The bridge was behind me, I was in Minnesota, phone in hand, I tried to call the person whom I was picking up. No signal. No map access on my phone. I'm lost?
Well, you're never lost if you don't admit it, so I kept following the road along the banks of the Mighty Mississippi. A town loomed ahead, I had a bar, then two of signal. I quickly called her and she gave me a quick set of directions and street names. The old-school factory workers houses around me were reminiscent of my months spent in western Massachusetts. I pulled up to the peach colored house and got out. A balmy 15 degree wind struck me. I grabbed a sweatshirt and threw it on. This person who I had never met before pokes her head out of the door and welcomes me in as though we were old friends. I walk inside and stretch out my legs. She starts discussing how much stuff she has to fit in my vehicle. We fill the trunk to capacity and begin playing suitcase Tetris in the backseat. Boxes and bags begin to fill behind the driver's seat, clothes and crates behind the passenger seat. There wasn't room to sick another needle on this camel's back. We piled in, a large bag of clothes and trinkets set to be between the passenger's legs and a cat roaming about. I take the passenger seat and let this new friend of mine take the wheel. We were headed south again.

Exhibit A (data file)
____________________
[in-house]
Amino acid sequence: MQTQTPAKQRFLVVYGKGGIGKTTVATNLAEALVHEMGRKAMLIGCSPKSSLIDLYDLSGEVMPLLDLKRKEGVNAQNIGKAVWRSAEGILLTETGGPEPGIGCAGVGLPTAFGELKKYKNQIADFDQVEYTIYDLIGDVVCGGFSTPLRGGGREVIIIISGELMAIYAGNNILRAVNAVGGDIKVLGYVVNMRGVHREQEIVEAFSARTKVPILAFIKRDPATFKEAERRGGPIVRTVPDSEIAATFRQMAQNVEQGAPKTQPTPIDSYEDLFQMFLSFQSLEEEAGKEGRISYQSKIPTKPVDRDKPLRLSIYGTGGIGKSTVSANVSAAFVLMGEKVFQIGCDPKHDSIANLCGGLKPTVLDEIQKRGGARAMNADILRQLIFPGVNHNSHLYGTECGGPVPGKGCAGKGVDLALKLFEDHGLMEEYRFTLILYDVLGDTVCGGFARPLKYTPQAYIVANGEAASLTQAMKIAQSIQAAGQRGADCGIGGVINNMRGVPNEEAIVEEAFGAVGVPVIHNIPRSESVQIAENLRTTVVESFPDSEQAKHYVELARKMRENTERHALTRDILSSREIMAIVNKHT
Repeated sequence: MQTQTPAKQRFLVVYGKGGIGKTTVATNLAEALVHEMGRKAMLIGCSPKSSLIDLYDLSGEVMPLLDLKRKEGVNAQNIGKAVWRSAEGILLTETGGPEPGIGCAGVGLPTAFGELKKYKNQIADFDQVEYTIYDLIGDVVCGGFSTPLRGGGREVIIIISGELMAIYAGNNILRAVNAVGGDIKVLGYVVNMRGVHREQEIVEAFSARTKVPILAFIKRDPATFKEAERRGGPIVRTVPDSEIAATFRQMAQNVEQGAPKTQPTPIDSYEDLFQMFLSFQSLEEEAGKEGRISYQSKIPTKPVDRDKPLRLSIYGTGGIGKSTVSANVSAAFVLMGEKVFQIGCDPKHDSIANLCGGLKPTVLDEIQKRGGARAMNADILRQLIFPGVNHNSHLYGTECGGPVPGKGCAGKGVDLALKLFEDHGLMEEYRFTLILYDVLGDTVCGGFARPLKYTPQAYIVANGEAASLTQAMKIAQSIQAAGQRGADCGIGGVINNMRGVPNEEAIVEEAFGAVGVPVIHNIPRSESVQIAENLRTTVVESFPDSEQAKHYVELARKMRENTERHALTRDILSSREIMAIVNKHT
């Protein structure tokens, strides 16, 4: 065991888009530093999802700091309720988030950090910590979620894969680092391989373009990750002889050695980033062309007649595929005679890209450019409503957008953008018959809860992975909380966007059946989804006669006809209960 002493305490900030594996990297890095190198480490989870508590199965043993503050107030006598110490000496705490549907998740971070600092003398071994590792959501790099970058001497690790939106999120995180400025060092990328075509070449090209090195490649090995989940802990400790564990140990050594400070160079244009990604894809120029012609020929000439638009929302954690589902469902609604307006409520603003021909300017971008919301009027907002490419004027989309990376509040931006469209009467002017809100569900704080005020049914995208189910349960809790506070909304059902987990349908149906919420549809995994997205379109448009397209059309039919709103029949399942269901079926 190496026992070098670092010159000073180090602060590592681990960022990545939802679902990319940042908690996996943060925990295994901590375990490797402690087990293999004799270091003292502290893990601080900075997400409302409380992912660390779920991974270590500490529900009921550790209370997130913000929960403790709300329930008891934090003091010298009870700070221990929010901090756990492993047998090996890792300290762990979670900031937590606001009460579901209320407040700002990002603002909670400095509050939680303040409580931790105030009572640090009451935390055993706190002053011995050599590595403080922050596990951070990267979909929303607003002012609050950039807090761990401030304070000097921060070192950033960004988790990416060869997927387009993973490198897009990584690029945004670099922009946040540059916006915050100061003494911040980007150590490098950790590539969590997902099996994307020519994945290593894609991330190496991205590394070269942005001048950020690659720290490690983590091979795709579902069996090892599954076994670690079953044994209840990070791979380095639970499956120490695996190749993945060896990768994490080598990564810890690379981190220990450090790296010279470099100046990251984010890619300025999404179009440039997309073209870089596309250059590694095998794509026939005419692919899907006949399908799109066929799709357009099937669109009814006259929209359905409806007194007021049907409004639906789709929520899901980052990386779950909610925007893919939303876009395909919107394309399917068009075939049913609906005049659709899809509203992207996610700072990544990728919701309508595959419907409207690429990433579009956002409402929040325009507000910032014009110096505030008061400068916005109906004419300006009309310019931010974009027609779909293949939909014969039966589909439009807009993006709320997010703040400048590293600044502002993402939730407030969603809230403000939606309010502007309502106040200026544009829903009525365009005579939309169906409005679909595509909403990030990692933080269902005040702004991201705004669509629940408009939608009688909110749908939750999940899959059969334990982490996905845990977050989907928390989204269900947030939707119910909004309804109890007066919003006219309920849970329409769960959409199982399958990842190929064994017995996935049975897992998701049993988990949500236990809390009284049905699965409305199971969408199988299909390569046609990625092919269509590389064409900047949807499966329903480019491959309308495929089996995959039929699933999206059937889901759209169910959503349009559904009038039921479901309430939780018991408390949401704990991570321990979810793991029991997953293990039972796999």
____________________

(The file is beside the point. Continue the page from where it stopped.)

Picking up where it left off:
The third installment in a little while.

Last edited by Centrisian; 03-25-2013 at 02:58 PM. Reason: typos and such.